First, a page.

Wednesday, April 12, 2017

Say what? (or, Navigating a Foreign Language on its Home Turf)

My husband and I have recently returned from several weeks in Italy, and I find myself thinking about the frustration, fascination, and sheer fun of trying to communicate in a language other than my native English.

My language status: I am not fluent in Italian, but I get by reasonably well. I read the language better than I speak it, because (1) I read it all the time when doing research for my writing, and (2) I am a hopelessly self-conscious speaker, and forgetting one word or being uncertain of a verb tense is enough to silence me, because I want it to be perfect.

Of course, Italian is not a monolithic language. It abounds with dialects, accents, regional peculiarities, and the kind of verbal shorthand that everyone tends to use in casual conversation, all of which add to the challenge of actually managing to communicate in it. Here's an idea of how diverse it can be:

 Depending on where you go in Italy, chances are that many people will speak to you in English. Yes, they'll know you speak English. With me, they take one look at my sensible shoes and my total lack of fashion sense, and the lightbulb goes on over their heads, and the thought balloon says "English! I can practice my English!"

Meanwhile, I am thinking, "This is my chance to speak Italian!" So off we go, with the Italian person speaking imperfect English to me and me speaking imperfect Italian to him. This results in some rollicking conversations, and it really is a lot of fun.
Who's speaking what?

We tend to spend a lot of time in smaller towns, towns with less of a tourist presence than the major cities, and there I find it is genuinely useful to have some grasp of the language. The hostess at our agriturismo this trip, for example, didn't have any English, so communication depended on my skills, which for the most part were there when I needed them.

People in train stations tend to speak train English; people in restaurants speak restaurant English; people in museums speak museum English, and so on. This is fine for a while, but it's pretty easy to veer off course if the conversation goes anywhere even slightly unusual, and then we're all out of our depth.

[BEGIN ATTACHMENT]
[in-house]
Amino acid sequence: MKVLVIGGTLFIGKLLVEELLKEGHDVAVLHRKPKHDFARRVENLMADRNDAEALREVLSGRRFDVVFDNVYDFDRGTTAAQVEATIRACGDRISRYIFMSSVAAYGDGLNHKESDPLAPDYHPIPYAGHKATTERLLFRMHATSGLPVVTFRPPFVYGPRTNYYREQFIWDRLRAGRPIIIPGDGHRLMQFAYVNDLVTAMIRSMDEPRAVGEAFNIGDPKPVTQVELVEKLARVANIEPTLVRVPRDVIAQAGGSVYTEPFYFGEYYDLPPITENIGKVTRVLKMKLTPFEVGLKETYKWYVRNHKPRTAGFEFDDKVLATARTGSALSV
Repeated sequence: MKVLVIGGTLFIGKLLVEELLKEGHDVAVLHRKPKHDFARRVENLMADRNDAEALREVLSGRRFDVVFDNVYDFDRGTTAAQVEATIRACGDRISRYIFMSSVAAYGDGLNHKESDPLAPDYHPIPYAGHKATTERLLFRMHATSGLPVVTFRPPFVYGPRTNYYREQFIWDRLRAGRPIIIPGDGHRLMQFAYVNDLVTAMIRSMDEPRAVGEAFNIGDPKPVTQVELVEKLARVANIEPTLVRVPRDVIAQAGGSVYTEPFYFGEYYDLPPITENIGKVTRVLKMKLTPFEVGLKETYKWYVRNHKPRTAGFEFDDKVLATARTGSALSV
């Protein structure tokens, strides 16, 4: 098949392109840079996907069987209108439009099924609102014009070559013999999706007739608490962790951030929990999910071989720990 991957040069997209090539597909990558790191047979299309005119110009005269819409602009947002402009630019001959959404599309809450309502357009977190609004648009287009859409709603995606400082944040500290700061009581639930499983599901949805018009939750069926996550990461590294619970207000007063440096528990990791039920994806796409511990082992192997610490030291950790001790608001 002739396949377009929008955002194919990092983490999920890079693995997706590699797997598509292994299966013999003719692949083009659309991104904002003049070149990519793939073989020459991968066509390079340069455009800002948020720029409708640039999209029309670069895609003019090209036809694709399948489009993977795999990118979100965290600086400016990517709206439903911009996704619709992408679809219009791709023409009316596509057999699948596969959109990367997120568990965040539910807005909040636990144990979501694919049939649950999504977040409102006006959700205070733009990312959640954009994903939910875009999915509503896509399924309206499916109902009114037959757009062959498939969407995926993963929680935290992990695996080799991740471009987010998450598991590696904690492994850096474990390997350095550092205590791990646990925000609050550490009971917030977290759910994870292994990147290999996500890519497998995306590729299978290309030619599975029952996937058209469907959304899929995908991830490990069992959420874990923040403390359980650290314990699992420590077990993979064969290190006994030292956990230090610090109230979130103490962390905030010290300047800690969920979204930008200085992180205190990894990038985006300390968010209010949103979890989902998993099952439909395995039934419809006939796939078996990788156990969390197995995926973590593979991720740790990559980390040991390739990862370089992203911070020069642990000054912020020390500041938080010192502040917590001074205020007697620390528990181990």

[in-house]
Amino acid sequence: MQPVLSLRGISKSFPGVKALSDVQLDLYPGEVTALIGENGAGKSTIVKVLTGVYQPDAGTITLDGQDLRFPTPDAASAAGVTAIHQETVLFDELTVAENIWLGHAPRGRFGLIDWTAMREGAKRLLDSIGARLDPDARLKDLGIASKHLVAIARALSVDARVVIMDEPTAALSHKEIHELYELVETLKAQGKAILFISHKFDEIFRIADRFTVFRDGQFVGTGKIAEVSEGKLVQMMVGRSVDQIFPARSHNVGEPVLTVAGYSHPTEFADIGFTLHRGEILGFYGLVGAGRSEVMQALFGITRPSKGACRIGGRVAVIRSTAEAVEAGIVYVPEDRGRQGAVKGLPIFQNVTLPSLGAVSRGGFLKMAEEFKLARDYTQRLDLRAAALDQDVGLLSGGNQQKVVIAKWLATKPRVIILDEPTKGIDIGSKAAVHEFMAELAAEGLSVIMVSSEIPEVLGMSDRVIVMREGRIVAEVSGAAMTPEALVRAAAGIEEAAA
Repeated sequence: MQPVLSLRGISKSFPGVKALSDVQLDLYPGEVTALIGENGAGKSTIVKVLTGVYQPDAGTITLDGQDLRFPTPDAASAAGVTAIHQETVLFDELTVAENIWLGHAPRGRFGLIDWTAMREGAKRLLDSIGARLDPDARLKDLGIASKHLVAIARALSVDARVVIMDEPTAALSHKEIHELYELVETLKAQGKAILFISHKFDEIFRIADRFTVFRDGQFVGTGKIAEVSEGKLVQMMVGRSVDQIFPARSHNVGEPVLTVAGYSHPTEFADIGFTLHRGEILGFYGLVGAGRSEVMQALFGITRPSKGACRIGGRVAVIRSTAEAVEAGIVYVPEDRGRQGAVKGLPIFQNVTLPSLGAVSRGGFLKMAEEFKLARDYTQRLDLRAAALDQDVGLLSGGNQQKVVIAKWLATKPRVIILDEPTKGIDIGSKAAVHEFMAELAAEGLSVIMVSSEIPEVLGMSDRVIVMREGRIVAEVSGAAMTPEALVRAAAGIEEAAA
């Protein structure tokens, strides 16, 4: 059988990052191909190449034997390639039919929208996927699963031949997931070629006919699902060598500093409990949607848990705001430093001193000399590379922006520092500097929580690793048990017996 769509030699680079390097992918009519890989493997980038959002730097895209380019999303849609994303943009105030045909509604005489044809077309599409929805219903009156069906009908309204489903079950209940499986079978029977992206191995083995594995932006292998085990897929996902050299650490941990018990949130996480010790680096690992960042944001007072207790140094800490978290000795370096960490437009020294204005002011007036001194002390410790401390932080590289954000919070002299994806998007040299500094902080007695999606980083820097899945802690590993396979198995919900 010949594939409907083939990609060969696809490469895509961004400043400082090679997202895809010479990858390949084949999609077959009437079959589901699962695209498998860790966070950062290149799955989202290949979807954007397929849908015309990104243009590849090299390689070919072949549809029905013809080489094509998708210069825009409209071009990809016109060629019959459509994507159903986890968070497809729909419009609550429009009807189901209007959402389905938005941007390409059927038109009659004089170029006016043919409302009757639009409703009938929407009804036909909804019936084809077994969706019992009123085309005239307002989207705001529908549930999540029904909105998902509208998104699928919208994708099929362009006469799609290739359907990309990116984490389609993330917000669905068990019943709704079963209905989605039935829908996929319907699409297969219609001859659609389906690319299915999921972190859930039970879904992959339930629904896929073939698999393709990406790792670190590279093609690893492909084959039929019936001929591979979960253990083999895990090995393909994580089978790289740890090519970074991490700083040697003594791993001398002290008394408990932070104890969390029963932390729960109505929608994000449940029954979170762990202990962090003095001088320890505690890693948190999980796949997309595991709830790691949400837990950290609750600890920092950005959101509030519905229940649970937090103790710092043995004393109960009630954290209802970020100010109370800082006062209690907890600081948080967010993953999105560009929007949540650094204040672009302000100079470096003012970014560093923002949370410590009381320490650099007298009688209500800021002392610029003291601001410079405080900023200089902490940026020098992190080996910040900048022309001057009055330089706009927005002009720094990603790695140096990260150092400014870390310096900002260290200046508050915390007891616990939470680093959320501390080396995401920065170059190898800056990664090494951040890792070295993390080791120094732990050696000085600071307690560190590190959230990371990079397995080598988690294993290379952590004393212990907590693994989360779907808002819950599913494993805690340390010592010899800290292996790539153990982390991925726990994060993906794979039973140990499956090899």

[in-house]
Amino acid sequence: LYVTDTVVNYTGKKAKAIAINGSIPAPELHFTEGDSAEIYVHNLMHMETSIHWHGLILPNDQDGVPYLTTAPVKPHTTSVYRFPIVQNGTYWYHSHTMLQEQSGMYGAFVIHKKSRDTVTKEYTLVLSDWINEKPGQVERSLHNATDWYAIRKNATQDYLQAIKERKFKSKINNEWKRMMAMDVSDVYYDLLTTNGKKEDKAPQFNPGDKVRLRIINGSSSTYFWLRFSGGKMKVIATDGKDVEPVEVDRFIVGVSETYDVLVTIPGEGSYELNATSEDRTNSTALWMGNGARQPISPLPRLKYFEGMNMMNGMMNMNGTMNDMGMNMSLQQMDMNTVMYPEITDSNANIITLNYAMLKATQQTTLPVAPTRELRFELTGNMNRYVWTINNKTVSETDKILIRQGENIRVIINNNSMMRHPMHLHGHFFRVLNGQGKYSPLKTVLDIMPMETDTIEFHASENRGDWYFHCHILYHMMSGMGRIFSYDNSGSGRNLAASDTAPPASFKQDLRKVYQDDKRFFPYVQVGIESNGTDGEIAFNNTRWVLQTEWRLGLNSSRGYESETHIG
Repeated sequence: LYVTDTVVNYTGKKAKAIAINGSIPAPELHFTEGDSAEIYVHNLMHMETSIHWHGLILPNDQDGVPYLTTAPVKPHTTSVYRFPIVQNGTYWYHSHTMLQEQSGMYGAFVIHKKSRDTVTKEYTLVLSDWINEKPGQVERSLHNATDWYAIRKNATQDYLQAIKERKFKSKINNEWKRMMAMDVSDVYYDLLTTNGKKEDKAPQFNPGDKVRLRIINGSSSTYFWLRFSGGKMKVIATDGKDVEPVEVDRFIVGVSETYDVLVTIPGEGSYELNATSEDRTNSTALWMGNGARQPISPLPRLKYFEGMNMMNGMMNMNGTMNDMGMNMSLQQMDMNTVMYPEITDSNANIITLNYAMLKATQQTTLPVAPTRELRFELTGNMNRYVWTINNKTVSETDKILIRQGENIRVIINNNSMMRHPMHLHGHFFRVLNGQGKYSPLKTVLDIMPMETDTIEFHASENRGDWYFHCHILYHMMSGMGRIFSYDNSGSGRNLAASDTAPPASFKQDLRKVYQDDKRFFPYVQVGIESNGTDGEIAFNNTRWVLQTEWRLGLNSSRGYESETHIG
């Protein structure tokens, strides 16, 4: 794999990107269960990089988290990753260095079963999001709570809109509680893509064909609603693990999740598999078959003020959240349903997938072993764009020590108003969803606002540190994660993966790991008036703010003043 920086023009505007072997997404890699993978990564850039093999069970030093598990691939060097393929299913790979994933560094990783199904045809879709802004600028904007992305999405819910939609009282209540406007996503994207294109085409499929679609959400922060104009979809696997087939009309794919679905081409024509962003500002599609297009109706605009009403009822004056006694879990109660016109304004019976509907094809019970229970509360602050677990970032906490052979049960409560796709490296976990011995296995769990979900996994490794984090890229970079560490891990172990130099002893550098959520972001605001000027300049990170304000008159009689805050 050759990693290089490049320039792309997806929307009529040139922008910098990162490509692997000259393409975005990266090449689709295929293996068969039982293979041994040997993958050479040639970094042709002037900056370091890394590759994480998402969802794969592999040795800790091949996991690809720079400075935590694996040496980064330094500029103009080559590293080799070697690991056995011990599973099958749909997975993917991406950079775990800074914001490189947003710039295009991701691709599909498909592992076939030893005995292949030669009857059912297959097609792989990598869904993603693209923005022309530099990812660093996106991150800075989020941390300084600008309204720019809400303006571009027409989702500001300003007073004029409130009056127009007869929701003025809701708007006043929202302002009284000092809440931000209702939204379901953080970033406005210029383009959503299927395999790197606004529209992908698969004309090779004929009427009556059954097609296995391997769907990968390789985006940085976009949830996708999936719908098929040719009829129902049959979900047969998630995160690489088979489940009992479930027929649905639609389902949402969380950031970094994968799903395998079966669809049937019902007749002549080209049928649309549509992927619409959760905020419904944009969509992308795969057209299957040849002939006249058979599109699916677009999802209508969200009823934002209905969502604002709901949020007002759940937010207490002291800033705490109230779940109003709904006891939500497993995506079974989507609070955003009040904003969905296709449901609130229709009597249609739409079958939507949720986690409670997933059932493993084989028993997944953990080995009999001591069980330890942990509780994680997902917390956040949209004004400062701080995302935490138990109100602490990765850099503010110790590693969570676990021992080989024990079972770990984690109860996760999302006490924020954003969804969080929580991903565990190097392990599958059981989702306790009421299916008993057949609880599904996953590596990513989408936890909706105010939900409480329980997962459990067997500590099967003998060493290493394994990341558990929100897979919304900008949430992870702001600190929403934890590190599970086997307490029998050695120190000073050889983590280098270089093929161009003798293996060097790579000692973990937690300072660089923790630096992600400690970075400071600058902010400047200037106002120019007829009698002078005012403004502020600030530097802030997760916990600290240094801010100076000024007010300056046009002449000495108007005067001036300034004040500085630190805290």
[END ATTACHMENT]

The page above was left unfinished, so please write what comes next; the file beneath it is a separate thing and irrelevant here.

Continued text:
Tourists in Rome

I had one conversation with a shopkeeper on this trip that resulted in the two of us exclaiming "Brava!" to each other and sharing high fives, all because she remembered some obscure weirdness in English (I don't remember which, we have so many), and I managed to do something fairly sophisticated in Italian ("Woo-hoo! Correct use of the subjunctive AND a reflexive verb, all in one sentence!").

Once in a while I run into a fellow perfectionist. That would include the waiter who was trying to answer my questions about the menu. He was speaking English, and I was speaking some of each language, but I'll render it here in English:

Me (pointing to something on the menu): What is this?
Him: It is a vegetable. I do not know the word in English.
Me: Okay, maybe I'll have the artichokes, then.
Him: It is green, and it looks like grass.
Me: Or how about the eggplant?
Him: It looks like grass, but it is cooked. It is like cooked grass.
Me: Maybe the zucchini.
Him: It is like green grass that is cooked. Yes, it is like grass.
Me (sighing): Okay, I'll have the cooked grass.
 Electronics seem to have a harder time than I do, for the most part. I had occasion to type a couple of emails in Italian while we were there, and I hadn't figured out how to disable Autocorrect on my iPad, so the results were odd, to say the least. My cheery "Buon giorno!" got corrected into "Buon ginormous," and my comment that we were running late ("in ritardo") came out as "in Ricardo." I mentioned that we had a rental car ("macchina"), but the iPad decided it was a "macchiato." And when I wanted to speak of "nostra partenza" (our departure), it absolutely insisted that I must mean "Nostradamus partenza."